These three have a technological attribute — me — in common:

   impressed handwriting | SLATIPAC DERORRIM DESSERPMI | .txetkcalb-no-kcalbdesreveR

•   What does each of these represent?
•   How have these figured into actual criminology puzzles?
    (No need to cite specific cases.)
•   What am I?

No wordplay is afoot and completeness includes a note about technologically historical context. Thus, “they are writing - I am a sentence - judges have to figure out criminal sentences” would be discounted on account of incompleteness and wordplay.
(No encrypted data, by the way, just one low-contrast level of writing.)

  • 3
    $\begingroup$ uhmmm, i only se two boxes unless the middle with no side border is the 2nd one lol $\endgroup$
    – Mekalikot
    Commented Jul 5, 2016 at 4:09
  • $\begingroup$ Why do you use so few markdown? $\endgroup$
    – palsch
    Commented Jul 5, 2016 at 15:30
  • $\begingroup$ Nah, the markdown isn't part of the puzzle, no matter how much it constitutes a kind of steganography itself. Just wish I could adjust some CSS settings for this site. $\endgroup$
    – humn
    Commented Jul 5, 2016 at 17:37
  • $\begingroup$ @humn I finished the edit and added in your historical note $\endgroup$
    – Areeb
    Commented Sep 17, 2016 at 14:02
  • $\begingroup$ Thanks once again, @Areeb, for both starting the solution and for completing it! Another 12 hours before the bounty comes through. $\endgroup$
    – humn
    Commented Sep 17, 2016 at 16:03

2 Answers 2


The image in Areeb's answer is helpful but a bit difficult to read. Enhancing the image by balancing the levels produces:

enhanced image

The first item is clearly:

An imprint left behind on a piece of paper beneath the paper being written on. It can be read more easily by rubbing a pencil across it, and features in pretty much every murder mystery ever written (and I'm sure a few real cases too).

The second item:

Is the paper left behind when you peel off a label from an embossing machine. The unique printing method employed by embossing machines leaves a mirrored imprint. The process is explained in more detail here

And the third item appears to be:

The imprint left on a typewriter ribbon (the ink-covered ribbon pressed against the paper when typing the letters). If the ribbon is fresh, or recently wound, it would be possible to see some of what was written by looking at where the ink is slightly depleted.

So overall:

They're all imprints left behind after writing something, which can be used to determine the content of an otherwise lost or hidden message, or tie a particular document to the location it was written ("why this Will is a fake; it was written on YOUR typewriter points to the murderer")

Historical Note:

All of these "office tools" were eventually computerized. Humn said this in chat

  • $\begingroup$ For the middle imprint: Why would it be backwards? This is where trivia comes to play, the technology being very familiar 1960+ through 1990+ in the parts of Europe and USA where I was, but it seems possible to figure out. $\endgroup$
    – humn
    Commented Jul 5, 2016 at 19:55
  • $\begingroup$ @humn ok, I'm trying to think of a technology which presses in reverse and is limited to block capitals, but nothing's coming to mind. Maybe somebody else will be able to figure that one out; I wasn't around for the 1960s–80s! $\endgroup$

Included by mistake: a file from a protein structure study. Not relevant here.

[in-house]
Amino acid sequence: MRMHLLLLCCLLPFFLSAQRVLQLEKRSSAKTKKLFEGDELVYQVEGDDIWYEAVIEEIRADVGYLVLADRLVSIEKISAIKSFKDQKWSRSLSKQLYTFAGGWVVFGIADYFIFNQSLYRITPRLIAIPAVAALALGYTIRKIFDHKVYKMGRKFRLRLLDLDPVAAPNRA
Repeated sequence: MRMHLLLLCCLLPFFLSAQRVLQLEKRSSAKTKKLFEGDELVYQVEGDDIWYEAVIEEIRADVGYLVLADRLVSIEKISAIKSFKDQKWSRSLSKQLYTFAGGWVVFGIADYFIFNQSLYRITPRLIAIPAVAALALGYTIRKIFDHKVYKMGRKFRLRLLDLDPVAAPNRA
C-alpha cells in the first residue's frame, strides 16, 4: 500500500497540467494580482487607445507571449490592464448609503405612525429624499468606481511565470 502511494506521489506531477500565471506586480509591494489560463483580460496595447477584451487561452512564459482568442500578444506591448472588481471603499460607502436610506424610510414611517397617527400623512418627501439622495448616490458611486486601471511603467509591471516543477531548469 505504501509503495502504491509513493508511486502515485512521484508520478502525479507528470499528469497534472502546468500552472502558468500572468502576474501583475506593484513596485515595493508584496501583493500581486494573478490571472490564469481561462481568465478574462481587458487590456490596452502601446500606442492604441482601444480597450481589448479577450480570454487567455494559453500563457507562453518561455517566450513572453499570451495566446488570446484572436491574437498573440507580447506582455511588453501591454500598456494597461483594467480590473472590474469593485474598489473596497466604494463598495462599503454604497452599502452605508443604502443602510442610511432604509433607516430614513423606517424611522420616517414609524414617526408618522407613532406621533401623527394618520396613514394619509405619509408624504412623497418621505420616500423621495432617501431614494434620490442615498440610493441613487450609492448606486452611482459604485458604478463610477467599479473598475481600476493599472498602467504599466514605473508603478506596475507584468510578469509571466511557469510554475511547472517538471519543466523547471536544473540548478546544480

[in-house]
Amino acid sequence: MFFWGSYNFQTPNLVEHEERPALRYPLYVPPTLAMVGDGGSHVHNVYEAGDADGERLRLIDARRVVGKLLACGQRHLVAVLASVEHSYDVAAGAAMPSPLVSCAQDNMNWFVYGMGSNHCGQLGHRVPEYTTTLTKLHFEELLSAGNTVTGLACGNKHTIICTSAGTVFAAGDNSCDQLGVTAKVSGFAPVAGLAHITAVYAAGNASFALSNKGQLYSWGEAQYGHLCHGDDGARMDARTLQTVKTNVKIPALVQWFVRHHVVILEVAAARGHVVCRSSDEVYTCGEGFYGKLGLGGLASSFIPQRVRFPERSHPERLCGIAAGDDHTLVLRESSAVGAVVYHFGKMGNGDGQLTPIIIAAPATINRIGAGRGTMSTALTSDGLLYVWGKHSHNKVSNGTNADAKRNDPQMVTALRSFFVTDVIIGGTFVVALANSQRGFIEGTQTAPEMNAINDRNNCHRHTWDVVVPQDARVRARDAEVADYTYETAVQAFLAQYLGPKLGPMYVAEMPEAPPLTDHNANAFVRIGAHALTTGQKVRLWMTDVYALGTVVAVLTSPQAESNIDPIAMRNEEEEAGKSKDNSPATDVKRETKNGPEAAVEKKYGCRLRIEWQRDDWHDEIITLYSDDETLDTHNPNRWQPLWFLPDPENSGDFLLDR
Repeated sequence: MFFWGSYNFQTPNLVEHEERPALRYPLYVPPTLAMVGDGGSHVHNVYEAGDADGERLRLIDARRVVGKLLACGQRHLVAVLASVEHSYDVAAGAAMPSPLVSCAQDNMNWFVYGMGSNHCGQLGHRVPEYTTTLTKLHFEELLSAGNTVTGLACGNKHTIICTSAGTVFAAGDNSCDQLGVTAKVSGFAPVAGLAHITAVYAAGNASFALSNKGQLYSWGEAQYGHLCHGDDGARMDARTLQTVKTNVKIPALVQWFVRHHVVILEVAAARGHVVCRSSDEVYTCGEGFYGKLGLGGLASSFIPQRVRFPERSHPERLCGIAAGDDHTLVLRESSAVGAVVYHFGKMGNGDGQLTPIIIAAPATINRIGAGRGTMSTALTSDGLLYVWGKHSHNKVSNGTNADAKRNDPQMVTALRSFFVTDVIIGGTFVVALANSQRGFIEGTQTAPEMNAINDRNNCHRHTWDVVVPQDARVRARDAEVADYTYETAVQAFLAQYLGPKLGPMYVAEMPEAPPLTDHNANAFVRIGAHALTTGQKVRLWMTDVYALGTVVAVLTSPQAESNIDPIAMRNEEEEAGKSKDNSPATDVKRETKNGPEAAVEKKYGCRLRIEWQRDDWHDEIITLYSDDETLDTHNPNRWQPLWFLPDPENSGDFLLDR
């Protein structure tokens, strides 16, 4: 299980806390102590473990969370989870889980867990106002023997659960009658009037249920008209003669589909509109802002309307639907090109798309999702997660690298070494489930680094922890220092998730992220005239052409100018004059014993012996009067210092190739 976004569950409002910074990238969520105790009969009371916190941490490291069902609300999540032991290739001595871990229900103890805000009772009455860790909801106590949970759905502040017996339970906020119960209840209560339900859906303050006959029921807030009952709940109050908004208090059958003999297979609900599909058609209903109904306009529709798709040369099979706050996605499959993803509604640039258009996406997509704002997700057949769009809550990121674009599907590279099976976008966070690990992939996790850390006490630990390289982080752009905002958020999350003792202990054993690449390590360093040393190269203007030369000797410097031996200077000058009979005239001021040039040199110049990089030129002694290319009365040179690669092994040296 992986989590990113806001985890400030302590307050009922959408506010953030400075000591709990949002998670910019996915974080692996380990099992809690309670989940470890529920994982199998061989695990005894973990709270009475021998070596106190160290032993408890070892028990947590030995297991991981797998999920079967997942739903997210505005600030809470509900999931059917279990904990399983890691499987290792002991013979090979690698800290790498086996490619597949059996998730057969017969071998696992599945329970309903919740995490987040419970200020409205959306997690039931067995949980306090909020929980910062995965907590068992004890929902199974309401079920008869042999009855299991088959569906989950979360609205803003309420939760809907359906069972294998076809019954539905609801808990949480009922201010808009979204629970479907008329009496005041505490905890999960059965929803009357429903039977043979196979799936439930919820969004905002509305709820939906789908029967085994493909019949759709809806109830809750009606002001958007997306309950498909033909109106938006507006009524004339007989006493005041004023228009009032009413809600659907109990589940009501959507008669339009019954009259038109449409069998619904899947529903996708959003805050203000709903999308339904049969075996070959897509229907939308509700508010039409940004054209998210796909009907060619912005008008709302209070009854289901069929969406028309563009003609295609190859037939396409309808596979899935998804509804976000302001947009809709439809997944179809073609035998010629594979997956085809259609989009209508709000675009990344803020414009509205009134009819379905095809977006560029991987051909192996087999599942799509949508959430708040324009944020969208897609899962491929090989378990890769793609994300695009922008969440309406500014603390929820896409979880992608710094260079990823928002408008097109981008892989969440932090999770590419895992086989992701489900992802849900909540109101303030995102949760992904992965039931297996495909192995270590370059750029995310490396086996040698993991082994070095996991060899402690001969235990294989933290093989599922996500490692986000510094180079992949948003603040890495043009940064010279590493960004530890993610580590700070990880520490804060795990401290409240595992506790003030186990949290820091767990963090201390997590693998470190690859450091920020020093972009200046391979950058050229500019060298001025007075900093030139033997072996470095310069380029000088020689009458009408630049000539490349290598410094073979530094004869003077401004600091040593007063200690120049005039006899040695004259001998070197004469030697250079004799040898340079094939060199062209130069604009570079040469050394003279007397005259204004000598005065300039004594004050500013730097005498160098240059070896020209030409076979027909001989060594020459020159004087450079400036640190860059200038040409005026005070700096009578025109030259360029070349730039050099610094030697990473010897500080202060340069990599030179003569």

– Dave
    Commented Jul 5, 2016 at 20:28
  • $\begingroup$ @humn is there a reason only the first one is completely boxed? $\endgroup$
    – Areeb
    Commented Jul 6, 2016 at 2:30
  • 1
    $\begingroup$ Ah so that's what it is. I'd never heard of a telex machine before! Also on the boxing stuff: I don't know how to do spoilers in a comment, so if you want to figure out the "boxes" yourself stop reading now, but the yellow outline is actually the background table. The bottom 2 are simply continuous ribbons which continue past the edges, while the first item is a small piece of paper on the table. $\endgroup$
    – Dave
    Commented Jul 6, 2016 at 12:11
  • 1
    $\begingroup$ @Dave I figured it was something like that $\endgroup$
    – Areeb
    Commented Jul 6, 2016 at 12:29

Not an answer

The three boxes say:

  1. "Impressed Handwriting"
    -Written in cursive

  2. "Impressed Mirrored Capitals"
    -It's mirrored

  3. "Reversedblack-on-blacktext.Reversedblack-on"
    -Message is close to description
    -the background is bluish
    -the writing is self is rgb(10,10,0)
    -background is rgb(0,0,20)
    -the color codes don't hold any data

Image: Courtesy of Will(updated by humn) crude screenshot

The actual image itself is supposed to look like a photograph

  • 2
    $\begingroup$ Crude screenshot $\endgroup$
    – Will
    Commented Jul 5, 2016 at 4:29
  • 1
    $\begingroup$ @Areeb It's not black-on-black. It's black-on-very-dark-but-visibly-blue. $\endgroup$
    – Will
    Commented Jul 5, 2016 at 4:41
  • 2
    $\begingroup$ Oops, make that two characteristics missing from the self-description. Good eye, @will, it's also a clue. By the way, even the writing isn't exactly black but the hues are not numerical, just meant to be subliminal cues to help evoke memories. $\endgroup$
    – humn
    Commented Jul 5, 2016 at 4:42
  • 1
    $\begingroup$ Indeed, Areeb, these images try to represent the methods used for producing such messages in reality. $\endgroup$
    – humn
    Commented Jul 5, 2016 at 4:57
  • 1
    $\begingroup$ @humn thanks! I now better understand how it works $\endgroup$
    – Areeb
    Commented Sep 17, 2016 at 4:38

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